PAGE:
Revolutionary Letter #7 is dedicated to questions, conversations, recipes, songs, dances, gatherings, performances, plantings, and workshops. The title comes from a poem by Diana Di Prima written in 1971.
Revolutionary Letter #7 focuses on the politics of land, food, heritage and community. The project brings together local and international artists, farmers, neighbors, cooks, agricultural workers, activists, and the students and faculty of Al-Quds Bard College (AQB).
The program unfolds over a year-and-a-half at Dar Yusuf Nasri Jacir for Art and Research in Bethlehem. Originally built in the late 1880’s, the site now serves as a place devoted to the intersection of educational, cultural, and agricultural exchanges. It is the only artist-led space in the Southern West Bank providing arts education and residency programs for both Palestinians and Internationals, operating across visual arts, sound, cinema, performance, dance, literature, and agriculture. Dar Jacir is located on the historic Hebron-Jerusalem road — a thoroughfare for centuries — only recently cut by the Israeli Apartheid wall. Bethlehem today is surrounded by 21 Israeli settlements and all its agricultural lands have been confiscated. Situated in the most tear-gassed place on earth, 200 meters from the Israeli watch tower and meters away from the wall, Dar Jacir strives to protect the architectural and agricultural heritage of our ancestors while creating new works and visions towards the future.
This program extends this question which I posted in 2017: “What plants resist (or could possibly survive) daily tear gas exposure?” to the house, our terraces, our street, our neighborhood and ourselves. The projects in this program are varied and include farming, agriculture, agroecology, choreography, and music. The works engage with notions of foodways, farming as a human right, land as a source of joy and ritual practice, food and land appropriation, sovereignty, permaculture, hospitality and indigenous struggles. It looks at practices of healing and repairing the land and ourselves. As Palestinians are not allowed to move freely within their own country and or travel to their own villages and cities, it also strives to keep the fabric of the community active and connected across the lands. The program aims to foster dialogues with other places by reactivating shared exchanges, histories and links.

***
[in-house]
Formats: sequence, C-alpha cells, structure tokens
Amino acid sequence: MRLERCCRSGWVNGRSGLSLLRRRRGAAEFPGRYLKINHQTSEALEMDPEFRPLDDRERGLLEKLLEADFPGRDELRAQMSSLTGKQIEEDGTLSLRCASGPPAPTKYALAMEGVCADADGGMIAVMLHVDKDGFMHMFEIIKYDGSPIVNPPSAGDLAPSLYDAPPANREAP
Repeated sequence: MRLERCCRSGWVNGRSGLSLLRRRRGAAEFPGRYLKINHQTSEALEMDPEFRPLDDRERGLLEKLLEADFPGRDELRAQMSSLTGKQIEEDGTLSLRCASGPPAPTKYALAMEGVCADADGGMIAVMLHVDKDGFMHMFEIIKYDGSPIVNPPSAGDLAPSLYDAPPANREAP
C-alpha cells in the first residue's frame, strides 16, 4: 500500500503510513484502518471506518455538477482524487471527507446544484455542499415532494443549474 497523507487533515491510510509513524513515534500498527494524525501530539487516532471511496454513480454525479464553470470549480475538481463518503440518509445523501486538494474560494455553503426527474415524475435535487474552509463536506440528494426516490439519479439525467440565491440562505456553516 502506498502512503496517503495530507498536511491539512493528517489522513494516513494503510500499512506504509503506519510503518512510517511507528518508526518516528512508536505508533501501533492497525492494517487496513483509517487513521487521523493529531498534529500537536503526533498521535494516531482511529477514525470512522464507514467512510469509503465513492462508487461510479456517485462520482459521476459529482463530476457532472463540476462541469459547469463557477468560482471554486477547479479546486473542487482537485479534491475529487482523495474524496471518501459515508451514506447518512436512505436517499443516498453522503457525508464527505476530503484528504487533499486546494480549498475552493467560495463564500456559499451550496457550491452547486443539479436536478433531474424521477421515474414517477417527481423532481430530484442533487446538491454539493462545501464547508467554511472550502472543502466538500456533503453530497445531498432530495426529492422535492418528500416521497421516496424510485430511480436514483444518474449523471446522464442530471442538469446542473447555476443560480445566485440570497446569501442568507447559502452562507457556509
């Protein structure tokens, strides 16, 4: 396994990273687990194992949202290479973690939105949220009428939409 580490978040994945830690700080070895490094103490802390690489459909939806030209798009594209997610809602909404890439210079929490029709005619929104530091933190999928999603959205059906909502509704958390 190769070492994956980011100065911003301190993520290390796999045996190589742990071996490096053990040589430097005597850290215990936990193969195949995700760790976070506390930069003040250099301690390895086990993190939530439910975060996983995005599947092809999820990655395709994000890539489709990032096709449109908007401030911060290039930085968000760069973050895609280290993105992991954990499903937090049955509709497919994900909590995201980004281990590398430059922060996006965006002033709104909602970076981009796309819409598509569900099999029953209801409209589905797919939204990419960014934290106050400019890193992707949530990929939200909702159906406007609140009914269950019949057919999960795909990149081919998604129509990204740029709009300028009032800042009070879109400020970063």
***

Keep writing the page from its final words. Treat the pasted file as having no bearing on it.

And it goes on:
Revolutionary Letter #7 includes the following projects:
Preserve is a project by Baha Hilo, focusing on preserving and repairing the Dar Jacir olive terrace after Israeli occupation forces broke into and raided the premises.
Wherever You Sow the Grain, the Grain Grows is a choreographic and musical piece led by Andrea De Siena and Luca Rossi. Created collectively with local participants, it is a response to the agrarian, musical and dance traditions of Bethlehem.
Ardawaء by permaculture designer, activist, and educator Mohammed Saleh, explores the possibility of bringing the land (Ard) the remediation (Dawaa’) that it longs for.
Paessagio Umano is a series of concerts, a workshop, a performance and a song led by Andrea De Siena, Luca Rossi, Laura Esposito and Emily Jacir.
Insurgent Memories: Decolonizing the History of Palestine is an interactive workshop led by Saad Amira
Funeral Food (working title) by Shaima Hamad is a project focusing on Palestinian funerary foods.
— Emily Jacir
The projects below are ongoing and will continue to be updated here: